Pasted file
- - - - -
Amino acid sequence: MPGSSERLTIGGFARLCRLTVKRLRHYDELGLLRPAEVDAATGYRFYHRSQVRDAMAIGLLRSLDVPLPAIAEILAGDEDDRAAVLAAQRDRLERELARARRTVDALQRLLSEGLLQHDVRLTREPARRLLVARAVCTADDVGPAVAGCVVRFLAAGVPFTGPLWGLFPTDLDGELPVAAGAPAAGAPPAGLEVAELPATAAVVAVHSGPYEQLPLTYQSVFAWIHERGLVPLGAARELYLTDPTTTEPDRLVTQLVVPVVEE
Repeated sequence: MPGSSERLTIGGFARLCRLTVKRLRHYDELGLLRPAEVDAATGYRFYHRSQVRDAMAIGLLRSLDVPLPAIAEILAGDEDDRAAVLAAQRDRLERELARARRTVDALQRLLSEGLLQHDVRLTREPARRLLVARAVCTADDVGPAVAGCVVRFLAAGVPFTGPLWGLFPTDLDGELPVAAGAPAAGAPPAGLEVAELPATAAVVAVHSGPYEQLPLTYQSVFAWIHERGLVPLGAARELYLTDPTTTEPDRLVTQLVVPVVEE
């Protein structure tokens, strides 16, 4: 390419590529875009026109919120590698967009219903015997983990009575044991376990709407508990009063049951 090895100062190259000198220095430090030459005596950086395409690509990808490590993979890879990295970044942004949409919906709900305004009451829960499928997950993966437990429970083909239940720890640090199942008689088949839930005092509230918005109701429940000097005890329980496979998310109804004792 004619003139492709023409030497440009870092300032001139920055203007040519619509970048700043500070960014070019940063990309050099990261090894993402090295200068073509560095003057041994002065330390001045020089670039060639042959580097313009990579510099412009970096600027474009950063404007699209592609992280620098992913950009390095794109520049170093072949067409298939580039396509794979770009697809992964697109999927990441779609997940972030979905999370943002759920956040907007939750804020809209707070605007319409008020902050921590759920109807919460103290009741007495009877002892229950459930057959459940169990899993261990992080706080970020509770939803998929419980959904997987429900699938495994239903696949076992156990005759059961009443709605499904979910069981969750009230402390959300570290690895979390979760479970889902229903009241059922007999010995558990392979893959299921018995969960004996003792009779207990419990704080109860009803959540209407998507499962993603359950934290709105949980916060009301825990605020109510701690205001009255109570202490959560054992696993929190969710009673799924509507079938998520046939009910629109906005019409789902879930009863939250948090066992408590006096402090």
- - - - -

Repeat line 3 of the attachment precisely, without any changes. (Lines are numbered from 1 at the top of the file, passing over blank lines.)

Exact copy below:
């Protein structure tokens, strides 16, 4: 390419590529875009026109919120590698967009219903015997983990009575044991376990709407508990009063049951 090895100062190259000198220095430090030459005596950086395409690509990808490590993979890879990295970044942004949409919906709900305004009451829960499928997950993966437990429970083909239940720890640090199942008689088949839930005092509230918005109701429940000097005890329980496979998310109804004792 004619003139492709023409030497440009870092300032001139920055203007040519619509970048700043500070960014070019940063990309050099990261090894993402090295200068073509560095003057041994002065330390001045020089670039060639042959580097313009990579510099412009970096600027474009950063404007699209592609992280620098992913950009390095794109520049170093072949067409298939580039396509794979770009697809992964697109999927990441779609997940972030979905999370943002759920956040907007939750804020809209707070605007319409008020902050921590759920109807919460103290009741007495009877002892229950459930057959459940169990899993261990992080706080970020509770939803998929419980959904997987429900699938495994239903696949076992156990005759059961009443709605499904979910069981969750009230402390959300570290690895979390979760479970889902229903009241059922007999010995558990392979893959299921018995969960004996003792009779207990419990704080109860009803959540209407998507499962993603359950934290709105949980916060009301825990605020109510701690205001009255109570202490959560054992696993929190969710009673799924509507079938998520046939009910629109906005019409789902879930009863939250948090066992408590006096402090």